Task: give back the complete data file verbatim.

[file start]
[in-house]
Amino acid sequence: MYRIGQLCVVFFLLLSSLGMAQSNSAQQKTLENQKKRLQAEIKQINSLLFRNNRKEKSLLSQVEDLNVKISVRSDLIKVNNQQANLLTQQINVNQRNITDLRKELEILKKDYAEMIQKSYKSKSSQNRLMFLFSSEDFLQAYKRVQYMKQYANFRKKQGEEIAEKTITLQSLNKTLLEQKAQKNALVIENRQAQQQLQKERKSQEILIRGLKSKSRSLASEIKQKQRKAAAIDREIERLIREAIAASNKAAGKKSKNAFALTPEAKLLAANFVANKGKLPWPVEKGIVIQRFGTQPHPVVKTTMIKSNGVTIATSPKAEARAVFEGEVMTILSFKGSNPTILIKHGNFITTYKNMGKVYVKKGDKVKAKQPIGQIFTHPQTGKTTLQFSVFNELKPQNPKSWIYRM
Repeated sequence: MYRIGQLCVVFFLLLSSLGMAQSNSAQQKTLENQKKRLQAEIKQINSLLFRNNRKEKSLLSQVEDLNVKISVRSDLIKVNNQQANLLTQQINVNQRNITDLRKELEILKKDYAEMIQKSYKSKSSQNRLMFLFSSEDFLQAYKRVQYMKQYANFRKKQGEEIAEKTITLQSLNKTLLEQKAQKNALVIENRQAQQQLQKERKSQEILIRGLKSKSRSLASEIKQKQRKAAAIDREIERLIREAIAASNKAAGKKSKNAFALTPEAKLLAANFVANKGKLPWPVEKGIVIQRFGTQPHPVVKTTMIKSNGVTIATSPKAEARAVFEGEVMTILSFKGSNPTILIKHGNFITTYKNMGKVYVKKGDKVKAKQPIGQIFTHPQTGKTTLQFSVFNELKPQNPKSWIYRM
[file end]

[in-house]
Amino acid sequence: MYRIGQLCVVFFLLLSSLGMAQSNSAQQKTLENQKKRLQAEIKQINSLLFRNNRKEKSLLSQVEDLNVKISVRSDLIKVNNQQANLLTQQINVNQRNITDLRKELEILKKDYAEMIQKSYKSKSSQNRLMFLFSSEDFLQAYKRVQYMKQYANFRKKQGEEIAEKTITLQSLNKTLLEQKAQKNALVIENRQAQQQLQKERKSQEILIRGLKSKSRSLASEIKQKQRKAAAIDREIERLIREAIAASNKAAGKKSKNAFALTPEAKLLAANFVANKGKLPWPVEKGIVIQRFGTQPHPVVKTTMIKSNGVTIATSPKAEARAVFEGEVMTILSFKGSNPTILIKHGNFITTYKNMGKVYVKKGDKVKAKQPIGQIFTHPQTGKTTLQFSVFNELKPQNPKSWIYRM
Repeated sequence: MYRIGQLCVVFFLLLSSLGMAQSNSAQQKTLENQKKRLQAEIKQINSLLFRNNRKEKSLLSQVEDLNVKISVRSDLIKVNNQQANLLTQQINVNQRNITDLRKELEILKKDYAEMIQKSYKSKSSQNRLMFLFSSEDFLQAYKRVQYMKQYANFRKKQGEEIAEKTITLQSLNKTLLEQKAQKNALVIENRQAQQQLQKERKSQEILIRGLKSKSRSLASEIKQKQRKAAAIDREIERLIREAIAASNKAAGKKSKNAFALTPEAKLLAANFVANKGKLPWPVEKGIVIQRFGTQPHPVVKTTMIKSNGVTIATSPKAEARAVFEGEVMTILSFKGSNPTILIKHGNFITTYKNMGKVYVKKGDKVKAKQPIGQIFTHPQTGKTTLQFSVFNELKPQNPKSWIYRM